Friday, March 07, 2008

10,000 BLECH

10,000 B.C. comes out today. I refuse to see it in theaters, although Brian is considering it. Apart from my distain from Roland Emmerich, who gave us such memorable flops as Independance Day, GINO (Godzilla in Name Only), and The Day After Tomorrow, this new epic adventure looks like a mish-mash of paleontological, historical, and archaeological inaccuracy. These are exactly the kinds of movies I hate, because they butcher paleontological accuracy when it would be so easy to do it right.

I saw a preview for the film at Jurassic Park on Wednesday, and here's what I learned:

1) Saber-tooth tigers are bigger than lions. In fact, saber-tooth cats were smaller than tigers. And rather than being built like tigers, their anatomy brings to mind bobcats and lynxes.

2) Mammoths helped build the pyramids. Excuse me while I throw up.

3) Phorusrhacids (terror birds) were eating people. In reality, they went extinct about two million years ago, loooong before we were hunting mammoths.

4) Big Persian-style sailboats had been invented 12,000 years ago.

5) Cavemen had dreadlocks and spoke modern English.

6) Mammoths...helped...build...the pyramids.

10,000 B.C. is the snake to my mongoose. Or the mongoose to my snake...either way, it's bad.

10 comments:

Cameron McCormick said...

1) Saber-tooth tigers are bigger than lions. In fact, saber-tooth cats were smaller than tigers.

See:

Christiansen, Per and Harris, John M. 2005. Body Size of Smilodon (Mammalia: Felidae). Journal of Morphology, 266:369–384

S. fatalis was around the size of Siberian tigers (160-280 kg). The average S. populator could have rivaled record sized Siberian tigers (the largest cats) at 220-360 kg, the authors suggest that some large males could have greatly exceeded 400 kg. To be fair though, the American lion Panthera atrox apparently got even larger...

I'll watch this movie on TV in a few months to laugh my way through.

Zach Miller said...

Ha! I didn't know they got so big! thanks, Cameron. I'll have to snag that people from somebody.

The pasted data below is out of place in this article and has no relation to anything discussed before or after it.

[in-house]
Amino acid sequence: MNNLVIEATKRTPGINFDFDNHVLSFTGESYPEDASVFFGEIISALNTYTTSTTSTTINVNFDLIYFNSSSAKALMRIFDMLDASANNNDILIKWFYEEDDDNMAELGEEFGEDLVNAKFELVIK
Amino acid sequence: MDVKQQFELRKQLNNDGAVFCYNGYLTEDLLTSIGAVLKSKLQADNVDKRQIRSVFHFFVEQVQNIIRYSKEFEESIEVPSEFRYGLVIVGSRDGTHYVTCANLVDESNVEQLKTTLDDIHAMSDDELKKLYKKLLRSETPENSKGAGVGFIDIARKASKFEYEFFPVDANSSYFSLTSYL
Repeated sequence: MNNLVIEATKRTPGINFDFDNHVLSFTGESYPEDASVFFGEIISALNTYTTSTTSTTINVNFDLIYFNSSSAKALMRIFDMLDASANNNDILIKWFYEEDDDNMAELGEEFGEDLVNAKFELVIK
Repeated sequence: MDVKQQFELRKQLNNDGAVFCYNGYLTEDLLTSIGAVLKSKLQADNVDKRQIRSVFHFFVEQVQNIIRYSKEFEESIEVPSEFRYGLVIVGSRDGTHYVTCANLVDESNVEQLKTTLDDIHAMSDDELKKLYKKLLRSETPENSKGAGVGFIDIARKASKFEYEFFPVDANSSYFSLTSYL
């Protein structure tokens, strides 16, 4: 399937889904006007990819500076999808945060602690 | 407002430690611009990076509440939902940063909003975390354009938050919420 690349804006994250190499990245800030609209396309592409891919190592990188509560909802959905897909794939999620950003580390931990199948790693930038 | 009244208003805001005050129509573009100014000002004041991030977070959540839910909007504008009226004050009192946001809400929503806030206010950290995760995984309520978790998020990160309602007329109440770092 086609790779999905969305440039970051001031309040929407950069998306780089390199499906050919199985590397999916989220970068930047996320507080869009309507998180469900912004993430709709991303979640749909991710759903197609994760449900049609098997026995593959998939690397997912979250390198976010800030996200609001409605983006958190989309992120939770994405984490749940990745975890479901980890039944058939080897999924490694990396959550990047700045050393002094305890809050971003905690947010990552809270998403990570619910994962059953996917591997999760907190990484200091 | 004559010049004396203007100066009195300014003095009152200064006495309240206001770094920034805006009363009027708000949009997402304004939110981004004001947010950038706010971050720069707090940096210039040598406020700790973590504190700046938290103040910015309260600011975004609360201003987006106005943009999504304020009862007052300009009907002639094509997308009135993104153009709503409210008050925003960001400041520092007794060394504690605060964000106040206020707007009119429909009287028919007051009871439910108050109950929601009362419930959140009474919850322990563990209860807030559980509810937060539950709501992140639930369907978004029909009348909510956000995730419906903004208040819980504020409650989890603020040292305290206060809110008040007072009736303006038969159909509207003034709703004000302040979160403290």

BusaFan said...

Hmm... let's look at Godzilla! Talk about your scientific inaccuracies! Quite simply an impossible creature! Oh wait it's fantasy?

Consider for a second though... Maybe the movie was made to be fantasy! Maybe historical accuracy wasn't high on the thrill 'o meter? Maybe we all want to see terror birds chase people around! Maybe that's what will sell the movie? Maybe we all want to see mammoths build the pyramids, instead egyptian slaves? Perhaps!??

That said, I probably won't see this movie. Even on DVD.

"Either way, it's bad!" Made me laugh. Hehe, kudos sir!

Brian said...

Yeah, Smilodon got pretty big, but definitely not as big as in the film. I think they super-sized the mammoths too, and don't get me started on the terror birds...

I haven't seen it yet but will probably catch it at a matinée tomorrow and blog how terrible it is. I can't be worse than JP III, right?

Mike S said...

Remember the singular driving force and truth in movie making... "exploitation rules, sacrifice everything and anything for the storyline and ultimately the box office . . . money rules at the expense of all else ".

Let us not forget that "Jurassic Park " also took all sorts of unrealistic and unreasonable liberties with dinosaur anatomy, that paleontologists subsequently have had to devote time and effort to "undo"...

So paleo based movies are a double edged sword:

Raised perception and notoriety of paleontology in the public eye GOOD

Twisting scientific fact to boost the titillation factor BAD

SOLUTION... temporarily decouple yourself from analytical judgement and science based background, and enjoy the fantasy, just as the shallow, vapid, visual excrement it represents, and was meant to be!

Nathan said...

What, you say mammoths weren't equal partners in construction of the pyramids? Where, pray tell, would they have had opportunity to ski in Egypt if they hadn't secured rights to those slopes in advance?

Alkalynic said...

You know, I'll accept that Godzilla '98 and The Day After Tomorrow weren't that successful of releases (I've only seen the former, and I enjoyed it as a romp), but Independence Day is in the top 50 list of all time domestic box office grosses (ranked #34 when adjusted for inflation).

Christopher said...

Is it really suposed to be Egypt and the Pyramids? I havent seen it yet, but it looks cool.

And to be honest I dont really care that its historically inaccurate. Was Conan historically accurate? No. Has there ever been a historically accurate Hollywood movie ever ever? Hell no! It is just a movie.

By the by, In case you dont check old subjects I commented on your Nyctosaurus. There are a few things that need to be altered for "Maximum Accuracy Effect(tm)"

Alkalynic said...

I'm more concerned about the charge that this movie is, in fact, boring.

Mambo-Bob said...

Let us not forget that "Jurassic Park " also took all sorts of unrealistic and unreasonable liberties with dinosaur anatomy, that paleontologists subsequently have had to devote time and effort to "undo"...

True...but in some ways, we can say that Jurassic Park instigated a lot of research to prove or disprove the possibilities of cloning dinosaurs!!! Plus, JP was just a really well-made movie.

Scientific or historical inaccuracies in films can be "forgiven" if the film is made very well...at least in my opinion anyway. If it's good enough to suspend my disbelief, then all is well, I suppose.

But 10,000 BC just looks awful...though my friends and I may just go and see it just for laughs!